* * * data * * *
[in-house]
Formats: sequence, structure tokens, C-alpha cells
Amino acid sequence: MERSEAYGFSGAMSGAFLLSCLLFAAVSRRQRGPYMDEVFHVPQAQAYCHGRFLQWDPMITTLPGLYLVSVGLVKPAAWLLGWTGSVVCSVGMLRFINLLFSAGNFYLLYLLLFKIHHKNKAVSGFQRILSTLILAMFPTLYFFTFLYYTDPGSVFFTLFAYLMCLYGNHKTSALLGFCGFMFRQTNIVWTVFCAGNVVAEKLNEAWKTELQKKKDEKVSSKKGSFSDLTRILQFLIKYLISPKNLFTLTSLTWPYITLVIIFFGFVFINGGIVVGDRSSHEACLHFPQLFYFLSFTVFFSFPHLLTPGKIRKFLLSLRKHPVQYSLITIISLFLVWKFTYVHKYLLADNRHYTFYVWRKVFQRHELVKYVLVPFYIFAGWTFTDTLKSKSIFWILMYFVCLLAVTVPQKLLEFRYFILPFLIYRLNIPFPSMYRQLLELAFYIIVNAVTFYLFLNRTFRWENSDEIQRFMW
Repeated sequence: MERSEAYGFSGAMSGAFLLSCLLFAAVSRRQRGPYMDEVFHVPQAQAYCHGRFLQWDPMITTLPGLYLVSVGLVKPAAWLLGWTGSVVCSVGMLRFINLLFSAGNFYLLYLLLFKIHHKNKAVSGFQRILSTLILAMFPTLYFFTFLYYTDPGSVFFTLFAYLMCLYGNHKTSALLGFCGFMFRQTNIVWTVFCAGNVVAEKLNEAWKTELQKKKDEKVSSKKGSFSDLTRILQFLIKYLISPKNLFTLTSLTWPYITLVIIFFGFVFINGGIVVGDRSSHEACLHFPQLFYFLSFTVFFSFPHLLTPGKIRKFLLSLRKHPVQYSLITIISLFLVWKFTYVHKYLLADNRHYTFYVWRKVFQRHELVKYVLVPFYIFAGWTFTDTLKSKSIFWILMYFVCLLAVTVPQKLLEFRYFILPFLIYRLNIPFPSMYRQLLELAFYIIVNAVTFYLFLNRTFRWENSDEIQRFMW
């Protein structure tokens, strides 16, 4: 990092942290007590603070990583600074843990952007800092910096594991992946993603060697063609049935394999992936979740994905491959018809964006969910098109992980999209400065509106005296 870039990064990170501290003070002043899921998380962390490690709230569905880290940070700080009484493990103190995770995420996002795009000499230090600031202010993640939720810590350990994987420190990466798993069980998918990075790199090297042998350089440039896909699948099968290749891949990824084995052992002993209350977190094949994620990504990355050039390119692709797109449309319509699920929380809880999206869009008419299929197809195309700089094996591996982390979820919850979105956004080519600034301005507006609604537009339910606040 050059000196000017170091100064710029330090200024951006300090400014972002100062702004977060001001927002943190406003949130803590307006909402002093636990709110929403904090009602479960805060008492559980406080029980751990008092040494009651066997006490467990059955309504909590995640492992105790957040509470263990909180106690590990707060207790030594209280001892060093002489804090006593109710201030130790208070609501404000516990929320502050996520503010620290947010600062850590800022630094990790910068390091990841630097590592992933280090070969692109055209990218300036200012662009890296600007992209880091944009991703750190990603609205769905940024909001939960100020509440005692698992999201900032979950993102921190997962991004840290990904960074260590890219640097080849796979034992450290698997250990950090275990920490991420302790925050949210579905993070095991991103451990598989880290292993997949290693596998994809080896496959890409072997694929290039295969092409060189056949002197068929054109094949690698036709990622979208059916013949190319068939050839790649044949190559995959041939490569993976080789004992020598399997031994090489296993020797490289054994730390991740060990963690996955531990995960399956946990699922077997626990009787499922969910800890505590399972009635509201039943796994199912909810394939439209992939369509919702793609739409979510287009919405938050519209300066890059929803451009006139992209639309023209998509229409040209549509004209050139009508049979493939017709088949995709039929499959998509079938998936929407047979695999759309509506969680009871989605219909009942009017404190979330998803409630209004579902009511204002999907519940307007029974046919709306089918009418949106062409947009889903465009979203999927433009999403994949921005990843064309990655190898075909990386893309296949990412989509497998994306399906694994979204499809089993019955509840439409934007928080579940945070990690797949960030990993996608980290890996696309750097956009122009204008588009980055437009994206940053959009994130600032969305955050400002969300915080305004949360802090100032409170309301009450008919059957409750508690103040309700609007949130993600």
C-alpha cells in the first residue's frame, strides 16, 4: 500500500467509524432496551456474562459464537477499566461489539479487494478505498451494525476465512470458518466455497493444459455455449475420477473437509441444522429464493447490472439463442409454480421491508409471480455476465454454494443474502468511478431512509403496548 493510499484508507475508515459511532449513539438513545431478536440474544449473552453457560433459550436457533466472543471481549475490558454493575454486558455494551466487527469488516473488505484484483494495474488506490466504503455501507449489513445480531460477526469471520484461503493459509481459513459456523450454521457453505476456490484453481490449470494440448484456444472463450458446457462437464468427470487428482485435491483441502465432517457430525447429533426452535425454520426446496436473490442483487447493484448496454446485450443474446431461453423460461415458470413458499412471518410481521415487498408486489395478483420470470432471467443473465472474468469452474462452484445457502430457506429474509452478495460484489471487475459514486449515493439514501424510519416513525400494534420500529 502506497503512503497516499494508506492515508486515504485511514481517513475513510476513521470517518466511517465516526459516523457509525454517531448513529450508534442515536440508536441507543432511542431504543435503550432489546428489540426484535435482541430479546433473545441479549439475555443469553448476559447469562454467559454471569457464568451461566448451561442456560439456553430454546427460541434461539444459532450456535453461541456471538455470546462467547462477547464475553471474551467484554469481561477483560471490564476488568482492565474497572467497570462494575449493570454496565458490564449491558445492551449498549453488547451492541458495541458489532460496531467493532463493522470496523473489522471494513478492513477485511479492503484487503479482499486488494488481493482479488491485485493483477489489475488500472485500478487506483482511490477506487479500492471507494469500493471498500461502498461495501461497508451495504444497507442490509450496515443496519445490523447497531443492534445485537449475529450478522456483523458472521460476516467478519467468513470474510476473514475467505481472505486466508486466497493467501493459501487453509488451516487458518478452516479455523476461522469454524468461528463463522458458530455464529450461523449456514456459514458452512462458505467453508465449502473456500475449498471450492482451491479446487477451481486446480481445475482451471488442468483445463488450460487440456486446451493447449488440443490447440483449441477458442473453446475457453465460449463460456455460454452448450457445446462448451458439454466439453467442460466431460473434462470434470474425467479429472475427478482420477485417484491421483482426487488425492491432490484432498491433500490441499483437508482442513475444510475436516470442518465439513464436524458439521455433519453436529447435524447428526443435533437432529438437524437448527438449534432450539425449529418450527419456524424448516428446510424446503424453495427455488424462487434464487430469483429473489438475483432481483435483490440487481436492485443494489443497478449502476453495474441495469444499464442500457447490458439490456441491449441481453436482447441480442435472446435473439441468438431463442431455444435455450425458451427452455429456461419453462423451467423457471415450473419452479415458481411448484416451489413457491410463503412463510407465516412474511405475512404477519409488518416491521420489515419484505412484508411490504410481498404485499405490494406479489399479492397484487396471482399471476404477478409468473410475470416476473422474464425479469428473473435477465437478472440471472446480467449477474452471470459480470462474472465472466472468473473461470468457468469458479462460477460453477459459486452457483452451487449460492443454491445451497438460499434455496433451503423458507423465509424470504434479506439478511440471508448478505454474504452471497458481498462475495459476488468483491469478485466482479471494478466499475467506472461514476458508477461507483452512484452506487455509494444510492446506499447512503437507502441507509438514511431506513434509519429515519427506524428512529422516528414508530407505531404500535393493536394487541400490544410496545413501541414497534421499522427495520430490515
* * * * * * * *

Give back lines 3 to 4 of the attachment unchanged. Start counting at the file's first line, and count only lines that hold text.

Amino acid sequence: MERSEAYGFSGAMSGAFLLSCLLFAAVSRRQRGPYMDEVFHVPQAQAYCHGRFLQWDPMITTLPGLYLVSVGLVKPAAWLLGWTGSVVCSVGMLRFINLLFSAGNFYLLYLLLFKIHHKNKAVSGFQRILSTLILAMFPTLYFFTFLYYTDPGSVFFTLFAYLMCLYGNHKTSALLGFCGFMFRQTNIVWTVFCAGNVVAEKLNEAWKTELQKKKDEKVSSKKGSFSDLTRILQFLIKYLISPKNLFTLTSLTWPYITLVIIFFGFVFINGGIVVGDRSSHEACLHFPQLFYFLSFTVFFSFPHLLTPGKIRKFLLSLRKHPVQYSLITIISLFLVWKFTYVHKYLLADNRHYTFYVWRKVFQRHELVKYVLVPFYIFAGWTFTDTLKSKSIFWILMYFVCLLAVTVPQKLLEFRYFILPFLIYRLNIPFPSMYRQLLELAFYIIVNAVTFYLFLNRTFRWENSDEIQRFMW
Repeated sequence: MERSEAYGFSGAMSGAFLLSCLLFAAVSRRQRGPYMDEVFHVPQAQAYCHGRFLQWDPMITTLPGLYLVSVGLVKPAAWLLGWTGSVVCSVGMLRFINLLFSAGNFYLLYLLLFKIHHKNKAVSGFQRILSTLILAMFPTLYFFTFLYYTDPGSVFFTLFAYLMCLYGNHKTSALLGFCGFMFRQTNIVWTVFCAGNVVAEKLNEAWKTELQKKKDEKVSSKKGSFSDLTRILQFLIKYLISPKNLFTLTSLTWPYITLVIIFFGFVFINGGIVVGDRSSHEACLHFPQLFYFLSFTVFFSFPHLLTPGKIRKFLLSLRKHPVQYSLITIISLFLVWKFTYVHKYLLADNRHYTFYVWRKVFQRHELVKYVLVPFYIFAGWTFTDTLKSKSIFWILMYFVCLLAVTVPQKLLEFRYFILPFLIYRLNIPFPSMYRQLLELAFYIIVNAVTFYLFLNRTFRWENSDEIQRFMW